National Dog Day, held every August, is a time to honor these animals and the shelters and humane organizations that work for their welfare. The event's organizers hope to raise awareness about the thousands of dogs that need to be rescued each year, and also to pay homage to the unconditional love, companionship and bravery that dogs bring to us on a daily basis.

"Everyone needs a spiritual guide: a minister, rabbi, counselor, wise friend, or therapist," writes Gary Kowalski in The Souls of Animals. "My own wise friend is my dog. He has deep knowledge to impart. He makes friends easily and doesn't hold a grudge. He enjoys simple pleasures and takes each day as it comes. Like a true Zen master he eats when he's hungry and sleeps when he's tired. He's not hung up about sex. Best of all, he befriends me with an unconditional love that human beings would do well to imitate."

Isn't that just the truth! Dogs are more than our best friends; they are companions on our spiritual journeys. We would do well to follow the example of indigenous peoples who don't recognize separating walls between the human and the animal kingdoms.

Whether you have a dog or just wish you did, you can show your support for these beings on their special day. Here are some ways to celebrate suggestions from Read our collections of quotes and teaching stories and book recommendations. Or pick up the DVD of one of these dog films — our 25 favorite films about the soulful side of canines.

  • "A dog can never tell you what she knows from the smells of the world, but you know, watching her, that you know almost nothing."
    — Mary Oliver quoted in Creating the Imaginative Life by Michael Jones
  • "I have learned more from my dog than from all the great books I have read."
    — Gary Spencer quoted in Rummaging for God by Melannie Svoboda
  • "Having a good dog is the closest some of us will ever come to knowing the direct love of a mother, or God."
    — Anne Lamott in Plan B: Further Thoughts on Faith
  • "The Rev. Henry Ward Beecher said: 'Happy would it be for thousands of people if they could stand at last before the Judgment Seat and say "I have loved as truly and I have lived as decently as my dog," ' "
    — Judy Carman in Peace to All Beings

Teaching Stories

  • "One day Jesus was walking with his disciples when they saw a dead dog up ahead. The disciples wanted to pass on the other side, since the dog was considered unclean. But Jesus made them stop in front of it and look. Then he commented: 'Look how beautifully white its teeth are!' Here Jesus forces his students to ignore meaningless superstition and find something totally unexpected — the reflection of divine light — in what they would otherwise have avoided."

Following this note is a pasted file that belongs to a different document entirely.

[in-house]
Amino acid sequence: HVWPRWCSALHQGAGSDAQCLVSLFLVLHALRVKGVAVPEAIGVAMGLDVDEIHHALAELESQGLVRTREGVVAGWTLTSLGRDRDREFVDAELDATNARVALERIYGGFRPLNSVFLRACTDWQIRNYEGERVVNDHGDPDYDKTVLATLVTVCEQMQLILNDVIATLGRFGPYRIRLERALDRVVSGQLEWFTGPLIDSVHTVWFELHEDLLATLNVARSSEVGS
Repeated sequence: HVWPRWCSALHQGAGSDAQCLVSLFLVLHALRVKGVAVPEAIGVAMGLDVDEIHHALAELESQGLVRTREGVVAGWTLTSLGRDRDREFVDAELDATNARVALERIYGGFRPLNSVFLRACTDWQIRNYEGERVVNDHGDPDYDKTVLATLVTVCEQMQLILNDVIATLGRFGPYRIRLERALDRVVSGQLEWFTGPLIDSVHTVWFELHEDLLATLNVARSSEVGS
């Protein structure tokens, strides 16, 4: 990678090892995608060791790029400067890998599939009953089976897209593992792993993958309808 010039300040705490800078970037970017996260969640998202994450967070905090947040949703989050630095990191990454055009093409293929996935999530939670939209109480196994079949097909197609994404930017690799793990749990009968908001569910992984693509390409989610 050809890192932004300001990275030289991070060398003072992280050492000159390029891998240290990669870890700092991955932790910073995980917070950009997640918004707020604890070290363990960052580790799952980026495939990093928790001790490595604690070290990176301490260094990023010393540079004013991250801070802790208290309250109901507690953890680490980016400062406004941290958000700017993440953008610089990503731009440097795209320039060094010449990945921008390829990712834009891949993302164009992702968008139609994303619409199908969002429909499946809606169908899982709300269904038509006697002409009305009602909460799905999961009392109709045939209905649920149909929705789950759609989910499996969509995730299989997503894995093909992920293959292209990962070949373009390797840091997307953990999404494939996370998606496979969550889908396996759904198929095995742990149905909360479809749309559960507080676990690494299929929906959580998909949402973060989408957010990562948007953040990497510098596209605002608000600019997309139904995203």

— Neil Douglas-Klotz in The Sufi Book of Life
  • "Abu Hurayrah reported that the Messenger of Allah told this tale. A man felt very thirsty as he was walking along. He arrived at a well, went down into it and drank from its water. When he came out he noticed a dog that was panting and licking the mud because it was thirsty. The man said to himself: 'The dog is suffering what I was suffering a short while ago.' He went back into the well, filled his shoes with water and, holding them in his mouth, climbed up and gave the water to the dog to drink. Allah approved of his action and forgave his sins. The Companions asked: 'Shall we be rewarded for being kind to animals?' The Prophet answered: 'In every refreshed being there is reward.' "
    — Imam al-Bukhari in Moral Teachings of Islam
  • "The proper Christian question is not — will my dog go to heaven? but — will I bring heaven to my dog? In other words, 'Does my faith manifest itself in such a way that not only my fellow human beings but animals as well can tell the difference?'
    — Bruce Bawer quoted in A Tremor of Bliss by Paul Elie
  • "It is said that a long time ago, a Mahayana Buddhist master was teaching about Bodhicitta in ancient India, when his words were interrupted by the barking of a dog. The loud insistent barking so annoyed one man in the crowd that he threw a rock at the dog, striking him on the left side. At that instant, the master fell to the ground and cried out in pain. Later, when his worried disciples asked what had happened, they saw that on the teacher's left side there was a large bruise. The dog's pain had so touched this teacher's noble and tender heart that it became his pain. He took it on himself."
    — Lama Surya Das in Awakening the Buddha Within: Eight Steps To Enlightenment
  • " 'All creatures work in the universe,' Fox explained as we drove into downtown Oakland. 'Every galaxy is working, every star is working, all the grasses, the whales, the dogs, the animals, they're all doing their work. The only ones who are "out of work" are humans! We've invented it! We invented unemployment. The problem with our species is that we don't know who we are yet. Whereas Tristan is a dog — and he's good at it! He's close to the earth, he knows he's interdependent with it. He's kinda proud just to be here. These are all lessons he teaches me.' " 'What's his 'work'?' " " 'His work is to hang around the house and sniff.' "
    — Matthew Fox quoted in Saints and Sinners by Lawrence Wright

Plus, one of our favorite excerpts from Spiritual Literacy on what we can learn from a dog: Gunilla Norris's tribute to her dog Putnam.


  • In Zen Dog, Judith Adler and Toni Tucker present dogs as teachers of attention in a series of black-and-white photographs paired with quotations.